What happens when Sonic meets Doom?
As a long-time Sonic the Hedgehog fan, it pains me to see the sorry state of SEGA’s once glorious mascot. The company has effectively buried the franchise after a slew of titles that range from mediocre to flat-out awful. But what happens when dedicated, lifelong fans unofficially try their hands at making a Sonic game without corporate baggage?
One such result in the extensive library of Sonic fangames is the rather absurdly-named Sonic Robo Blast 2. It’s a 3D platformer built on a heavily-modified version of the Doom engine called Legacy. And it’s good. Really, really good.
The most notable design decision was to take influence from the early days of the Sonic franchise. That means Sonic doesn’t fall in love with humans, wear brand-name sneakers or grind on rails. It’s the familiar ring-collecting, robot-busting, fast-running gameplay that we all know and love from the 1990’s. And it’s all rendered in three dimensions with an eye towards complex, compelling level design. There’s even a special stage inspired by the gameplay of NiGHTS Into Dreams.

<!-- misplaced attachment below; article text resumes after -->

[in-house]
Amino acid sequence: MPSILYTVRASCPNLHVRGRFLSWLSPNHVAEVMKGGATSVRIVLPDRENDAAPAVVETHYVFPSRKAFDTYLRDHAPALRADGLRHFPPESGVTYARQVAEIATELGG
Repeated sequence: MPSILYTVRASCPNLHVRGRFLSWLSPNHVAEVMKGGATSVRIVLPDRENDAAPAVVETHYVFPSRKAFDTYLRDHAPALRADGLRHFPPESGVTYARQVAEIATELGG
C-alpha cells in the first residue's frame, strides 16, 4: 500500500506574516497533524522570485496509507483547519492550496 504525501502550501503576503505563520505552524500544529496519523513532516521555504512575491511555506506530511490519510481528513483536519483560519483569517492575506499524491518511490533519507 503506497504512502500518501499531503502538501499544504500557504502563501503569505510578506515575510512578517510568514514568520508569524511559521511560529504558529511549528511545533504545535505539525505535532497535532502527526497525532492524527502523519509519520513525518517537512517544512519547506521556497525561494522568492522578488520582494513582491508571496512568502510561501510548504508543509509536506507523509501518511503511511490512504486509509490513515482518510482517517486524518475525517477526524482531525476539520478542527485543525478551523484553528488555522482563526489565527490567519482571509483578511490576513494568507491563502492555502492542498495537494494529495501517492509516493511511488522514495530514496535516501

Owing to its Doom heritage, Sonic Robo Blast 2 also features multiplayer over a LAN or split screen. Modes of play are plentiful, including tackling the single-player campaigns cooperatively and a variation on classic FPS deathmatch where rings serve as both weapons and health. It’s a bit goofy and I’m not sure if I like it, but it’s certainly refreshing and different. The game also features extensive mapping and modding capabilities. There is a long-gestated, lively community creating new content for the game: these range from simple levels to entire map sets and add a considerable amount of play time. Two worth checking out are Tortured Planet and The Mystic Realm, which are so extensive that they’re almost new games in their own right.
Sonic Robo Blast 2 is a great little freeware download for Sonic fans or anybody looking for a solid, 3D platforming experience. I won’t lie: the graphics could be a lot better, it’s a little rough around the edges and the difficulty spikes a bit too rapidly for its own good, but it’s still a thoroughly playable nugget of gaming goodness that’s crafted with a lot of love.
You’ll be able to get it from its official page here. Besides a Windows build, OS X and Linux users can also get into the action. Amusingly, a version for the PSP exists as well. It also has its own soundtrack available for download, which comes highly recommended and is far too catchy for its own good.